A sheriff will this month visit the estate at the centre of the latest attempt to block walkers’ rights.

Euan Snowie wants to exclude the public from his entire 70-acre Boquhan Estate near Kippen, Stirlingshire. Stirling Council issued Snowie and his wife Claire with an order to unlock a gate into the estate, which they have failed to do.

Now the case has gone to Stirling Sheriff Court to determine whether the land should be exempted from the right-to-roam provisions of the Land Reform (Scotland) Act, which grants access to Scotland’s upland areas.

Sheriff Andrew Cubie now says he will visit the estate later in May. Sheriff Wyllie Robertson, who had been due to hear the case, had said he wouldn’t be making a site visit in the same way his Perth counterpart Michael Fletcher did at Kinfauns Castle in the Ann Gloag case, which is still to be determined.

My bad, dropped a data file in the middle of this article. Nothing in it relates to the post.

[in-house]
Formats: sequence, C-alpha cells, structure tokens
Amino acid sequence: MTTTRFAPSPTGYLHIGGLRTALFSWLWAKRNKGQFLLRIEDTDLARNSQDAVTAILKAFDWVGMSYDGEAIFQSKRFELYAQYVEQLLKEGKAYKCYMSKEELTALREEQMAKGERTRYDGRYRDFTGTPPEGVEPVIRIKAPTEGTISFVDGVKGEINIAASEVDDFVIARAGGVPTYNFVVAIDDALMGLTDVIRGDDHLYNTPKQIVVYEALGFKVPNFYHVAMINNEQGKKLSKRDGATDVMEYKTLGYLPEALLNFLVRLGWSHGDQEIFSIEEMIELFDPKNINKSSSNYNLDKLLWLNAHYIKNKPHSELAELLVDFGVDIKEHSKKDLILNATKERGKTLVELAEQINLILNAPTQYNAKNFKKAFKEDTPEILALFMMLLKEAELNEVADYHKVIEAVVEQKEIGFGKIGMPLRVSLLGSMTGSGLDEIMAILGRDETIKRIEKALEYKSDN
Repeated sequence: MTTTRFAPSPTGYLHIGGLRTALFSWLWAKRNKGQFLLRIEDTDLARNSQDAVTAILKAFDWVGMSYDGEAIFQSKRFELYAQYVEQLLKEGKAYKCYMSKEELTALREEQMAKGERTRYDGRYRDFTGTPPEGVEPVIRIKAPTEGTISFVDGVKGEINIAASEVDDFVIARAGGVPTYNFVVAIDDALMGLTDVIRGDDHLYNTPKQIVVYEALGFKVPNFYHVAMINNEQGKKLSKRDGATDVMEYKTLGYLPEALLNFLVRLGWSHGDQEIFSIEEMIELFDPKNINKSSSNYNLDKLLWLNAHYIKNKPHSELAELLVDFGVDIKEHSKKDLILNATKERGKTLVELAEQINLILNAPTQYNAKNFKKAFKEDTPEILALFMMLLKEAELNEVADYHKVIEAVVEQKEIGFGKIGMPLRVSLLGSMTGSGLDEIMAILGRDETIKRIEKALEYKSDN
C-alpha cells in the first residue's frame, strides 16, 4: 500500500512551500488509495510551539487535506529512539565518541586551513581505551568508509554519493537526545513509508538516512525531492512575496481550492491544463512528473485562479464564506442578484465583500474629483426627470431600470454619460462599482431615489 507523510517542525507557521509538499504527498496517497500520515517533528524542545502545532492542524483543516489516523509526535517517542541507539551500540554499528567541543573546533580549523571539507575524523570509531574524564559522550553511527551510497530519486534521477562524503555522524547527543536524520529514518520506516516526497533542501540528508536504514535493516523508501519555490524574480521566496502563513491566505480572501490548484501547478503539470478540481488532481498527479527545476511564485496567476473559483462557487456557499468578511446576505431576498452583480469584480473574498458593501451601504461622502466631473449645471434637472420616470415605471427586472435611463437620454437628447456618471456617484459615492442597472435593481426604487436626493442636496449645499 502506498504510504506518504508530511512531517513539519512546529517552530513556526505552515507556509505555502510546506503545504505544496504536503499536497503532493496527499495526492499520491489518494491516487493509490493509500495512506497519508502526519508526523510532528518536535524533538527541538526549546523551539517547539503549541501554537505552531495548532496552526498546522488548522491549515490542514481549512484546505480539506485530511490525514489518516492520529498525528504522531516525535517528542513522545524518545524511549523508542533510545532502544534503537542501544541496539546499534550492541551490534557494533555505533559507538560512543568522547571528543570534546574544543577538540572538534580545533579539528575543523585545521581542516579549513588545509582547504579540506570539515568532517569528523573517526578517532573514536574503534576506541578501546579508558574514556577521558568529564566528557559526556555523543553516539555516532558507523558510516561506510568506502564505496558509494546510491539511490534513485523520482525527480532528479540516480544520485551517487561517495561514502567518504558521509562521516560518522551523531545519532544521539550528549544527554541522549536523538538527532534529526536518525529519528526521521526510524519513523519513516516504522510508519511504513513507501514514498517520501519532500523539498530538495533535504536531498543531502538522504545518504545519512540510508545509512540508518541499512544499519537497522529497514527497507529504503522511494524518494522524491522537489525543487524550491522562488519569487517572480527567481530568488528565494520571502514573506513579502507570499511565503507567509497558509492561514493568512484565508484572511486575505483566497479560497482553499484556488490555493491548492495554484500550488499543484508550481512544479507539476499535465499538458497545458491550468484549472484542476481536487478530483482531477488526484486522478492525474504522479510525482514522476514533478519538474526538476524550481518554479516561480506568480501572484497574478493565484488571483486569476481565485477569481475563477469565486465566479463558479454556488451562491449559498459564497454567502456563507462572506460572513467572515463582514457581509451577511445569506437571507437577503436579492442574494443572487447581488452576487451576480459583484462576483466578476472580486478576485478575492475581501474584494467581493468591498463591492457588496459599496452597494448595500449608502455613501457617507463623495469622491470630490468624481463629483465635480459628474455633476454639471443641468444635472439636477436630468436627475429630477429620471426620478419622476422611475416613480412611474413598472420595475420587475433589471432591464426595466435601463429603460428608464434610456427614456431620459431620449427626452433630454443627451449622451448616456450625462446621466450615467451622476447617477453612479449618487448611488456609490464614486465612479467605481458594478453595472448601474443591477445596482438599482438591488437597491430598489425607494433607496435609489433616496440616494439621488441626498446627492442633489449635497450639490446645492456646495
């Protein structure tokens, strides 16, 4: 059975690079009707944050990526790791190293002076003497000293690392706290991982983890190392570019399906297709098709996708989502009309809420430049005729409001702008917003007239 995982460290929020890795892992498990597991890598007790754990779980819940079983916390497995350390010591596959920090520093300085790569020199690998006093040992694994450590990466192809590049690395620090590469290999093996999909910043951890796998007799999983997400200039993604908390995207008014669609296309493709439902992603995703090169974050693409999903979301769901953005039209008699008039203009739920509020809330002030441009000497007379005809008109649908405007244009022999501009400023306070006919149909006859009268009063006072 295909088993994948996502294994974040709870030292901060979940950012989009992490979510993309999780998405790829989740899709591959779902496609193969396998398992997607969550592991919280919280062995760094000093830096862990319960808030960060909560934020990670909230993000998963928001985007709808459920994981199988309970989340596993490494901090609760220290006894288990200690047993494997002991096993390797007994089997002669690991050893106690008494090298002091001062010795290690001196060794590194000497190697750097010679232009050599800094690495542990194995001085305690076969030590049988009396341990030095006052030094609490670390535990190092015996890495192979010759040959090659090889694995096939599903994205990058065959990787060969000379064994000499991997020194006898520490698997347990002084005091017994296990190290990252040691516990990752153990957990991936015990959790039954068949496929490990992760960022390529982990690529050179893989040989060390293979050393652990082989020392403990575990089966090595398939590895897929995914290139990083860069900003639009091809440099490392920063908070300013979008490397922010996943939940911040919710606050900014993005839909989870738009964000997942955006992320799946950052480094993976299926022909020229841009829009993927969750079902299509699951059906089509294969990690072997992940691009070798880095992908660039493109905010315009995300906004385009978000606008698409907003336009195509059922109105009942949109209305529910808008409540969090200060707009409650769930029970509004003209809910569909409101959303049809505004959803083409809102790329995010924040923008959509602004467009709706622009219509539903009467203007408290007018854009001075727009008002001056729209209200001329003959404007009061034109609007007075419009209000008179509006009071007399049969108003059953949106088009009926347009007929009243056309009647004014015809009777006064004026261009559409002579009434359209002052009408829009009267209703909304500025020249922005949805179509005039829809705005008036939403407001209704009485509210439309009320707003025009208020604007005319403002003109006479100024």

It is now expected that the four-day hearing will take place at Stirling at the end of this month.

Mr Snowie says allowing the public on to his land would be an invasion of his privacy and would interfere with his children’s rights to ride their ponies in peace.
The council counters with the view that excluding the whole 70-acre estate from the legislation is excessive and that responsible access would not violate the couple’s privacy.

Euan Snowie is a Labour party donor. His family’s firm earned more than £37m transporting and disposing of animal carcasses during the 2001 foot-and-mouth-disease crisis. He lists his occupation as a farmer.